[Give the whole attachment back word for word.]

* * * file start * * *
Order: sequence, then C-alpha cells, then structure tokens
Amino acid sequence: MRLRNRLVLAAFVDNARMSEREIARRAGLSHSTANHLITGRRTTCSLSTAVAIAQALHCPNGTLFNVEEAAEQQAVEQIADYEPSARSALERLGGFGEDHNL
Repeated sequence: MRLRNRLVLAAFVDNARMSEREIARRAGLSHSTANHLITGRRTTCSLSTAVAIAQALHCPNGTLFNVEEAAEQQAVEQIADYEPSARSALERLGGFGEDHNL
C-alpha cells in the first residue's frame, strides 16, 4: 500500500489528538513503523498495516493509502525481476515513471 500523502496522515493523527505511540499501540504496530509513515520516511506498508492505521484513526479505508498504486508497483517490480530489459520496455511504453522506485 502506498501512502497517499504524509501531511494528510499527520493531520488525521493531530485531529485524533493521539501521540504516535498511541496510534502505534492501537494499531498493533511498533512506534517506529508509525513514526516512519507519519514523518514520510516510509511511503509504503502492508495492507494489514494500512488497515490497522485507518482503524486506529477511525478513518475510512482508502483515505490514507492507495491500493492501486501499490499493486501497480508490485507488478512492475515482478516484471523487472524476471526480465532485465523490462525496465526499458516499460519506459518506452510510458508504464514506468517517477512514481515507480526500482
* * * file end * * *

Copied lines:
Order: sequence, then C-alpha cells, then structure tokens
Amino acid sequence: MRLRNRLVLAAFVDNARMSEREIARRAGLSHSTANHLITGRRTTCSLSTAVAIAQALHCPNGTLFNVEEAAEQQAVEQIADYEPSARSALERLGGFGEDHNL
Repeated sequence: MRLRNRLVLAAFVDNARMSEREIARRAGLSHSTANHLITGRRTTCSLSTAVAIAQALHCPNGTLFNVEEAAEQQAVEQIADYEPSARSALERLGGFGEDHNL
C-alpha cells in the first residue's frame, strides 16, 4: 500500500489528538513503523498495516493509502525481476515513471 500523502496522515493523527505511540499501540504496530509513515520516511506498508492505521484513526479505508498504486508497483517490480530489459520496455511504453522506485 502506498501512502497517499504524509501531511494528510499527520493531520488525521493531530485531529485524533493521539501521540504516535498511541496510534502505534492501537494499531498493533511498533512506534517506529508509525513514526516512519507519519514523518514520510516510509511511503509504503502492508495492507494489514494500512488497515490497522485507518482503524486506529477511525478513518475510512482508502483515505490514507492507495491500493492501486501499490499493486501497480508490485507488478512492475515482478516484471523487472524476471526480465532485465523490462525496465526499458516499460519506459518506452510510458508504464514506468517517477512514481515507480526500482